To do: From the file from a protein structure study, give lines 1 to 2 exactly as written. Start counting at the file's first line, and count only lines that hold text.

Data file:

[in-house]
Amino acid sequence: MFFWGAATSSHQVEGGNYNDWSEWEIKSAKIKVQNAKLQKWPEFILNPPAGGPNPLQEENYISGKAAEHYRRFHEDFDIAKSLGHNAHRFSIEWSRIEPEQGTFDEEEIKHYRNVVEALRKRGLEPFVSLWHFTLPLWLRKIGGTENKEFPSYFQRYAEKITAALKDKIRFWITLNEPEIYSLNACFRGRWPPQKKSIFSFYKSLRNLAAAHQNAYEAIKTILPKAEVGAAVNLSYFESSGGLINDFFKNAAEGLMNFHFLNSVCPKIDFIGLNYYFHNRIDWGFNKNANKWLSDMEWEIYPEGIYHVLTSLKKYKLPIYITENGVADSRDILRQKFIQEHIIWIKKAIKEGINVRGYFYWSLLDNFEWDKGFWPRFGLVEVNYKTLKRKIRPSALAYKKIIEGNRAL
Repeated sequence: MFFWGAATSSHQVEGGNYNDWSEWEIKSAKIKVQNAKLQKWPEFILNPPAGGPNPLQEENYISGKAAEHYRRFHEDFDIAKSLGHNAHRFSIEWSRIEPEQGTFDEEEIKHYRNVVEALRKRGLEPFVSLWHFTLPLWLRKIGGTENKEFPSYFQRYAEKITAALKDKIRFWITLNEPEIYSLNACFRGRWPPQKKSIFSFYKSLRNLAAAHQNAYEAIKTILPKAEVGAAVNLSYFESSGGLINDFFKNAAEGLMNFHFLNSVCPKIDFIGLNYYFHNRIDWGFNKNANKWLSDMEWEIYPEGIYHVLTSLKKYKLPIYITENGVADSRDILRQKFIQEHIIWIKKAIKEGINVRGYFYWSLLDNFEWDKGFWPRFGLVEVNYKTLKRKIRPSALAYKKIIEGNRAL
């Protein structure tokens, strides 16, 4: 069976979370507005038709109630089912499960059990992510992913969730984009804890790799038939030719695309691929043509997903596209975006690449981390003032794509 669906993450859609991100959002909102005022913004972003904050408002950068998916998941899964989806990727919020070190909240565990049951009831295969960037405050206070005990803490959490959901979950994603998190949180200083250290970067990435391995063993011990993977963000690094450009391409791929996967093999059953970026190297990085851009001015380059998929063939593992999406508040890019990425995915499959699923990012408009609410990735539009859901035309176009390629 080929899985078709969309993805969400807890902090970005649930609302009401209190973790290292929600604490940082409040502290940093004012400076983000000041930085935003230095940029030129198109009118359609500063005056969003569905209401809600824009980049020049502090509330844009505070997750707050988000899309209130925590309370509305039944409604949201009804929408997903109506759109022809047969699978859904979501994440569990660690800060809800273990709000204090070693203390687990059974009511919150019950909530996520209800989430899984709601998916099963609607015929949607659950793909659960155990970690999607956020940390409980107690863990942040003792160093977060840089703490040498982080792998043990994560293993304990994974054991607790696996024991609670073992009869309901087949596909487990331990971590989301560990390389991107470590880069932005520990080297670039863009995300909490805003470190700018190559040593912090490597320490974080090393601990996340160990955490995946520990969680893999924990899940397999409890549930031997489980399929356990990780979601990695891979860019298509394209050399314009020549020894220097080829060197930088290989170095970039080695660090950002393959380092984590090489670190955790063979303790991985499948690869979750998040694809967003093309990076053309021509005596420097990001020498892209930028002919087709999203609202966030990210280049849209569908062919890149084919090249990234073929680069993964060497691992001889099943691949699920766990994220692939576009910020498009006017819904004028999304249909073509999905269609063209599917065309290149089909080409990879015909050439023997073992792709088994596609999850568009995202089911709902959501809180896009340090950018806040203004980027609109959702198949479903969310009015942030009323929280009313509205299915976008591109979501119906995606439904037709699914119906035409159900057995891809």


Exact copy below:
[in-house]
Amino acid sequence: MFFWGAATSSHQVEGGNYNDWSEWEIKSAKIKVQNAKLQKWPEFILNPPAGGPNPLQEENYISGKAAEHYRRFHEDFDIAKSLGHNAHRFSIEWSRIEPEQGTFDEEEIKHYRNVVEALRKRGLEPFVSLWHFTLPLWLRKIGGTENKEFPSYFQRYAEKITAALKDKIRFWITLNEPEIYSLNACFRGRWPPQKKSIFSFYKSLRNLAAAHQNAYEAIKTILPKAEVGAAVNLSYFESSGGLINDFFKNAAEGLMNFHFLNSVCPKIDFIGLNYYFHNRIDWGFNKNANKWLSDMEWEIYPEGIYHVLTSLKKYKLPIYITENGVADSRDILRQKFIQEHIIWIKKAIKEGINVRGYFYWSLLDNFEWDKGFWPRFGLVEVNYKTLKRKIRPSALAYKKIIEGNRAL